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Why urgency to stay Shahabuddin bail now, SC asks Bihar government

The Supreme Court on Monday mocked the avowed seriousness of the Bihar government in pursuing its petition challenging a Patna High Court order granting bail to RJD strongman and former party MLA Mohammad Shahabuddin, asking if it was so serious then why did it not challenge the order in the first instance.


Why urgency to stay Shahabuddin bail now, SC asks Bihar government

New Delhi: The Supreme Court on Monday mocked the avowed seriousness of the Bihar government in pursuing its petition challenging a Patna High Court order granting bail to RJD strongman and former party MLA Mohammad Shahabuddin, asking if it was so serious then why did it not challenge the order in the first instance.

As senior counsel for the state government Dinesh Dwivedi said that "it's a matter of extreme urgency and we are pursuing the matter seriously", the bench of Justice Pinaki Chandra Ghose and Justice Amitava Roy said "You should have acted before" and challenged it.

The observation by the bench assumes significance as the Bihar government moved the Supreme Court challenging the grant of bail to Shahabuddin by the high court only after Chandrakeshwar Prasad -- the father of the murder victims -- approached the apex court.

Having made light of the Bihar government's claim of urgency and seriousness, the court deferred the hearing for Wednesday after the senior counsel appearing for Shahabuddin sought a week's time so that they could arrange a number of bail orders passed by various courts for placing them before the bench.

As senior counsel Shekhar Naphade, appearing for Shahabuddin, sought adjournment for one week, another advocate also sought a week's time, so that senior counsel Ram Jethamalani, who too would appear for Shahabuddin, could be briefed.

However, as Naphade sought a week-long adjournment, alleging that Shahabuddin has become a victim of trial by the media, the bench said they would not like to postpone the hearing even by a day.

"Since allegations and counter-allegations have been made, we don't intend to adjourn the matter. So many witnesses have been bumped off. You want to wash away everything," the court asked.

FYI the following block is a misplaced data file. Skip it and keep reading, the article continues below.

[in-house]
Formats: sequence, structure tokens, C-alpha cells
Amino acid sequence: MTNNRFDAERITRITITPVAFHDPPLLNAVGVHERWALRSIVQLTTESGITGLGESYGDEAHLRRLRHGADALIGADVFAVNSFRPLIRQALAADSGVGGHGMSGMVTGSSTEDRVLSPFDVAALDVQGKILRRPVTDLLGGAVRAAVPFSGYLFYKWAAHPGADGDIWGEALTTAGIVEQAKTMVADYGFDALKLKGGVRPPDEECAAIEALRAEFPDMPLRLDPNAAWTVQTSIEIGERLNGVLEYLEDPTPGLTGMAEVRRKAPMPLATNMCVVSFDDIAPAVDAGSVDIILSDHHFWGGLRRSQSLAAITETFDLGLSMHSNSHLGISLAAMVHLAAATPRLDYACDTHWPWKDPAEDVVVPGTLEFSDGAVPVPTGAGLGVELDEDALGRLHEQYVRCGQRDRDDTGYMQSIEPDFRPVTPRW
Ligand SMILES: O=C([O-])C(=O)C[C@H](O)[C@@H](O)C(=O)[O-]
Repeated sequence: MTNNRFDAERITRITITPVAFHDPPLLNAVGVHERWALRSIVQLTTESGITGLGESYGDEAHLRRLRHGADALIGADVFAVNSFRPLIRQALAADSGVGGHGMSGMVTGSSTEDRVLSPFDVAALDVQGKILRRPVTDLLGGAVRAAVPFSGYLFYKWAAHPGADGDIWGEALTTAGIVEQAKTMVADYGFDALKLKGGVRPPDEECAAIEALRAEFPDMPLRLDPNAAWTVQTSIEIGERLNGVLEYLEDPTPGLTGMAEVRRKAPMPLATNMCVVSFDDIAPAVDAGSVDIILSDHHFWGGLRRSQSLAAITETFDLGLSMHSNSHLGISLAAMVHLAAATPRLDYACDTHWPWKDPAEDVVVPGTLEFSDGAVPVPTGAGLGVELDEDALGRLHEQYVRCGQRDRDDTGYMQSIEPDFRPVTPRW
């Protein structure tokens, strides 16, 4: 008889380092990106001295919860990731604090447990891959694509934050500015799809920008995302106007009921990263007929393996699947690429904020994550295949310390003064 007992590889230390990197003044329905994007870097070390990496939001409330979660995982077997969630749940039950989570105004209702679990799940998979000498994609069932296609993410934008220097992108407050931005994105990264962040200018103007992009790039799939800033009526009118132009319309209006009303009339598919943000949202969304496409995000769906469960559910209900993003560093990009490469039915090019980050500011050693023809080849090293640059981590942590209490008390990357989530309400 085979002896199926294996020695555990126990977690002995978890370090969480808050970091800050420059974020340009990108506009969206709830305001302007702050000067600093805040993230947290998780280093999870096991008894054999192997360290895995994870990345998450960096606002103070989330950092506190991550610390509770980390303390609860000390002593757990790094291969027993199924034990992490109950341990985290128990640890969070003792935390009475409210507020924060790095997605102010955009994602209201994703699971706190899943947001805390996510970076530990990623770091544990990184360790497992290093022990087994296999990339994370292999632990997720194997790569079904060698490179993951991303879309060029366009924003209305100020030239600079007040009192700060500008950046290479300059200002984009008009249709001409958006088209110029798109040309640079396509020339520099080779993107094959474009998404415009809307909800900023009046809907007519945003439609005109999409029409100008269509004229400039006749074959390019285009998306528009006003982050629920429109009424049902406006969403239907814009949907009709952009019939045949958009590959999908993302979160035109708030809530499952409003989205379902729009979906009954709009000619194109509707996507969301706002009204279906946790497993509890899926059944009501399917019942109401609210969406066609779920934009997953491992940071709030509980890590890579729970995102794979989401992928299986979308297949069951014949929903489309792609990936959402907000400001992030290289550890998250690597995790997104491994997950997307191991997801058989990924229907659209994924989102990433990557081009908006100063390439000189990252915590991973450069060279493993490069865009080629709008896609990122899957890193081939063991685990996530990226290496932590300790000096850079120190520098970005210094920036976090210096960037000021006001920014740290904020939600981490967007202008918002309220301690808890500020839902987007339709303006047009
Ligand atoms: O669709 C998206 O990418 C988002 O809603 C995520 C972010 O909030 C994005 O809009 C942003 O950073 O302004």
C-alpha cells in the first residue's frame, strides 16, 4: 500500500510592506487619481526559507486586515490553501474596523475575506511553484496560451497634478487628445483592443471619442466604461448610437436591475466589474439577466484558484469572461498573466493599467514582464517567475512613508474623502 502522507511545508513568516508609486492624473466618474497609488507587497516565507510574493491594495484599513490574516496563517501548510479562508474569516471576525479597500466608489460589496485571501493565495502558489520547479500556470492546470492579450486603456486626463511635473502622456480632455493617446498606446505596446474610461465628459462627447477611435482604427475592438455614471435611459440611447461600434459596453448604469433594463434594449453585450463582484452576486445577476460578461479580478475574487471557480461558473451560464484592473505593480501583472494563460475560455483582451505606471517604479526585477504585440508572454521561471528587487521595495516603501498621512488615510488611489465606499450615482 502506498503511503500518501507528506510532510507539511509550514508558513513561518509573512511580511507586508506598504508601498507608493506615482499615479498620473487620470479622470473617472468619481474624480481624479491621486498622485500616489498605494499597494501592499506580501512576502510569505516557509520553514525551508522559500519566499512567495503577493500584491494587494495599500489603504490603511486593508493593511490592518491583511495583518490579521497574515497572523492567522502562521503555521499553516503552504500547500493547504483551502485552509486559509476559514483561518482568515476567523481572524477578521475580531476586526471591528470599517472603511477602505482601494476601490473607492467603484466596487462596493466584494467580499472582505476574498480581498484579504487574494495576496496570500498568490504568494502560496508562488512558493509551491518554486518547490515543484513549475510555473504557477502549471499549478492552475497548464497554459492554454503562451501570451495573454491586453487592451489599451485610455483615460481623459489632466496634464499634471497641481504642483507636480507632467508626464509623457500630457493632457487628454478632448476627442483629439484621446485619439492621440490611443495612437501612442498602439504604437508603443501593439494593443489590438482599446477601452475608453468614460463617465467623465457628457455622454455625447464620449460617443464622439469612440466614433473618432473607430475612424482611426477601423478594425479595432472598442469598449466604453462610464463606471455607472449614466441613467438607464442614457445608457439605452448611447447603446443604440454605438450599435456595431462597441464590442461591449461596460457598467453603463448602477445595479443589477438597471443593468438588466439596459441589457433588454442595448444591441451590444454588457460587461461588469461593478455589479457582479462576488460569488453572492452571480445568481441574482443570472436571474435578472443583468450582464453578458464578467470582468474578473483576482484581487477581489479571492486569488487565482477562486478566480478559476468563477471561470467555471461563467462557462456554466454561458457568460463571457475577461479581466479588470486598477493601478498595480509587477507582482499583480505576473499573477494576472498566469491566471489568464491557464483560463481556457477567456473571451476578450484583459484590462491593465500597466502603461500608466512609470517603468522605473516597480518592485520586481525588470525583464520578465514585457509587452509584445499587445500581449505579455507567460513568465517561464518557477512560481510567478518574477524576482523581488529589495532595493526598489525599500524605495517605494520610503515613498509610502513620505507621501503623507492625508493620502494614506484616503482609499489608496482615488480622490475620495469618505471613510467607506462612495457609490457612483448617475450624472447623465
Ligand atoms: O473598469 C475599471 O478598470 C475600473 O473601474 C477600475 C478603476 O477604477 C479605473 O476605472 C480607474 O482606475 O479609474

But, later, the judges indicated that they would adjourn the matter until Wednesday considering that defence counsel Ram Jethmalani is yet to be briefed on the matter.

Prashant Bhushan, appearing for the petitioner and slain Rajiv's father Chandrakeshwar Prasad, urged the court to stay the September 7 Patna High Court order granting Shahabuddin bail. But Justice Ghose declined to put on hold the high court order immediately, saying: "We don't intend to pass an order of stay at this stage."

Dinesh Dwivedi pleaded: "There is only one eye-witness in the case and if he is bumped off, then both cases -- the twin-murder (of two sons of Prasad) case and the Rajiv Roshan murder (of his third son) case -- would collapse."

As Bhushan pressed for a stay on bail, Naphade drew the attention of the bench to the dates saying that the high court granted bail to Shahabuddin on September 7, he was released from jail on September 10 and the petition challenging the decision to grant bail was filed on September 16.

Opposing the plea by Bhushan, senior counsel Naphade told the court that they are seeking adjournment also because they have to file some orders granting bail to Shahabuddin from various courts in Bihar.

The top court had on September 19 issued notice to Shahabuddin on a plea by Prasad, challenging the grant of bail to him in a murder case by the Patna High Court.

Prasad has moved the apex court against the granting of bail to Shahabuddin, as the trial in the Rajiv Roshan murder case is yet to commence.

Even though Shahabuddin was already in jail in the twin-murder case, in the Rajiv Roshan case, the Siwan strongman was shown as arrested on November 27, 2014.

Rajiv was allegedly killed by the henchmen of Shahabuddin, who was sentenced to life in the twin-murder case. Shahabuddin's henchmen killed Rajiv, as he was the sole eye-witness in the twin-murder case.

The petition describes Shahabuddin as a "hardened criminal" with no scope of his being reformed. The petitioner has said that Shahabuddin was involved in 58 cases, of which in at least eight, he has been convicted. In two cases, he was sentenced to life imprisonment and 10 years' jail in another case.
 

 

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